Review of the year: Murray makes quantum leap in annals of game while old guard reinforce their reputations

Third seed: British number one Andy Murray. Picture: Ian Rutherford

Third seed: British number one Andy Murray. Picture: Ian Rutherford

Have your say

FOR ANDY Murray 2012 marked a golden milestone, for Novak Djokovic the year was an emphatic reminder of his status as the world’s best male player, and for Roger Federer and his army of fans it was proof that the old master’s magic still sparkles.

Serena Williams used the second half of the year to demonstrate that she continues to be head and shoulders above her rivals in the women’s game, whatever the rankings suggest. Of the sport’s marquee names, only Rafa Nadal will reflect on the past year with regret after six months out with a knee injury and a stomach virus putting paid to his hopes of a comeback at the Australian Open. Nadal, one of four different winners of the men’s grand slam titles this year, has not played a match since a shock Wimbledon defeat by Lukas Rosol. In any other era the absence of a player of Nadal’s calibre would be an impossible void to fill yet such is the quality at the top of the men’s game that the Mallorcan’s extended lay-off merely took a little gloss off what was otherwise a vintage year.

Murray began it with a new coach in Ivan Lendl but still without a grand slam title on his CV having lost in his first three major finals without taking a set.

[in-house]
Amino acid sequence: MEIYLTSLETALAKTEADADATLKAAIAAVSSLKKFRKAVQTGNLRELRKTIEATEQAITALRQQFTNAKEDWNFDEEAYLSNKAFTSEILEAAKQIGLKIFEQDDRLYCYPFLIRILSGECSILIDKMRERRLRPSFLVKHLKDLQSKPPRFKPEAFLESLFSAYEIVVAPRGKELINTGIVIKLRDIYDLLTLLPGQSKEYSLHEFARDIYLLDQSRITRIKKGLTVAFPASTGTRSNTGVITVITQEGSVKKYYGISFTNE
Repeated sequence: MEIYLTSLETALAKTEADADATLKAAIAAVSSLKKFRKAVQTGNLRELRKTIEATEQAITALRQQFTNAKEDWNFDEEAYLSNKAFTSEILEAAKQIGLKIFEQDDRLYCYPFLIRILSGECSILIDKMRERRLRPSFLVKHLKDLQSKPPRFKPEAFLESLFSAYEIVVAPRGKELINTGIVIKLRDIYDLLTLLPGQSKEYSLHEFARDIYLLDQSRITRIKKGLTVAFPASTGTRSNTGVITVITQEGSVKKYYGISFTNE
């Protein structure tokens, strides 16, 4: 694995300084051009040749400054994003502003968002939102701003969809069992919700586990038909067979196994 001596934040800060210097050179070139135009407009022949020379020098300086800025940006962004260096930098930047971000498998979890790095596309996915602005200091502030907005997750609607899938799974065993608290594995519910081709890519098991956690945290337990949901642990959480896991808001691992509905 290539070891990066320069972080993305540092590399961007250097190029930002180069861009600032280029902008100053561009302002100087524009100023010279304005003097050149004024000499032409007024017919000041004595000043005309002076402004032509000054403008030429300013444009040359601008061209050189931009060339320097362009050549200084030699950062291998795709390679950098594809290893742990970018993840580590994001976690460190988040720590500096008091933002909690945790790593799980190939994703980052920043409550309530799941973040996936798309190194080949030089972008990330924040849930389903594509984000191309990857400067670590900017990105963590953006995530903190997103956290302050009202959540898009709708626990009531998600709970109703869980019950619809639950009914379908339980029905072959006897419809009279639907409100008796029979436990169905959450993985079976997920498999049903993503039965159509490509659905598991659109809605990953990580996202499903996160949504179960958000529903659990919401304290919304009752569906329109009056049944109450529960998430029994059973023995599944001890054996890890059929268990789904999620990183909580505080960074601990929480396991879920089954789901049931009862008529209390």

The Scot became Britain’s first male Wimbledon singles finalist since Bunny Austin in 1938 but Federer’s grasscourt brilliance deprived Murray of the title.

Three weeks later Murray returned to the All England Club lawns like a man on a mission and he rode a wave of national euphoria to thrash Federer in the Olympic singles final. Fuelled with belief, Murray then strode into New York and when a fifth shot at a grand slam final duly arrived he rose to the occasion to beat Djokovic in a five-set epic. It was a setback for Djokovic but the Serbian, who began the year by beating Nadal to retain the Australian Open title in the longest-ever men’s grand-slam final, finished it off as year-end world No 1 for the second season running.

“Considering the circumstances that I had to face on and off the court, expectations, all these things, I believe that this year has been even more successful for me,” Djokovic, who won three major titles in 2011, said after beating Federer to win the ATP Tour Finals at London’s 02 Arena. Though Federer’s year ended in defeat, the 31-year-old Swiss will look back on 2012 with pride. A record-equalling seventh Wimbledon title took his grand-slam haul to 17 and propelled him back to the top of the world rankings long enough to surpass Pete Sampras’s record of 286 weeks as No 1.

The father-of-two is expected to scale back his schedule in 2013 but will still be a force to be reckoned with when the big prizes are up for grabs. “I think it’s been a fantastic season to be part of,” Federer said. “Four different grand slam champs. Then having the Olympics, as well, was obviously very unique.”